The final two stanzas of the poem address the reader directly, and reflect the poet's political aims to draw attention to the injustice of war.

'The Death Bed' by Siegfried Sassoon literary devices

'The Death Bed' by Siegfried Sassoon is filled with various literary devices that the poet uses to highlight the theme of the injustice of war.

These literary devices include imagery, juxtaposition, simile, metaphor, caesura, enjambment, personification, onomatopoeia, and rhetorical question.

Before we analyse how these literary devices are used in the poem, let's first take a look at what they are:

Literary deviceDescription
ImageryThe use of descriptive language that appeals to our senses
JuxtapositionWhen two or more ideas or images are placed close together to highlight their differences
SimileDrawing a comparison between two objects or ideas by using the words 'like' or 'as', e.g., 'her dog was like a little white cloud on a leash'.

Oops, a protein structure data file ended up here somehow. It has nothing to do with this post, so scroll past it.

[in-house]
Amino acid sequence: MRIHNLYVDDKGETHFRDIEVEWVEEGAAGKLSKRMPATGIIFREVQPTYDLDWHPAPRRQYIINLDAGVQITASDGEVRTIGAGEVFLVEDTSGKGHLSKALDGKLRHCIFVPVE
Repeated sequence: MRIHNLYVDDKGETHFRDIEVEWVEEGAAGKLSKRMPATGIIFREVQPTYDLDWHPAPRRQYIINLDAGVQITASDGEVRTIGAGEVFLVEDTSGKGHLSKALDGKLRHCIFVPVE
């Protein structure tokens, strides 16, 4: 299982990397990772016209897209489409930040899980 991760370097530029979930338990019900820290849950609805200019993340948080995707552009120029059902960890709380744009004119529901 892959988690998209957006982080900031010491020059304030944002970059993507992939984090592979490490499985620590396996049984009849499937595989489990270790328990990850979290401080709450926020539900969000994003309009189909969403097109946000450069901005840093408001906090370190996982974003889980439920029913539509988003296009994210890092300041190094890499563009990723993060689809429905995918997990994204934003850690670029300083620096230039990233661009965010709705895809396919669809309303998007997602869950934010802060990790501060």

MetaphorDrawing a comparison between two objects or ideas by replacing one object or idea with another, e.g., 'she had a little white cloud on a leash'.
Caesura A break or pause in a poem's meter often created by punctuation
EnjambmentWhen one line of a poem runs into the next
PersonificationWhen human-like attributes are given to non-human objects
OnomatopoeiaWhen the sound of a word imitates what the word represents, e.g., the word 'clap' sounds like clapping hands together when spoken aloud.
Rhetorical questionA question that is asked to generate an effect rather than to get a direct answer

'The Death Bed' line by line analysis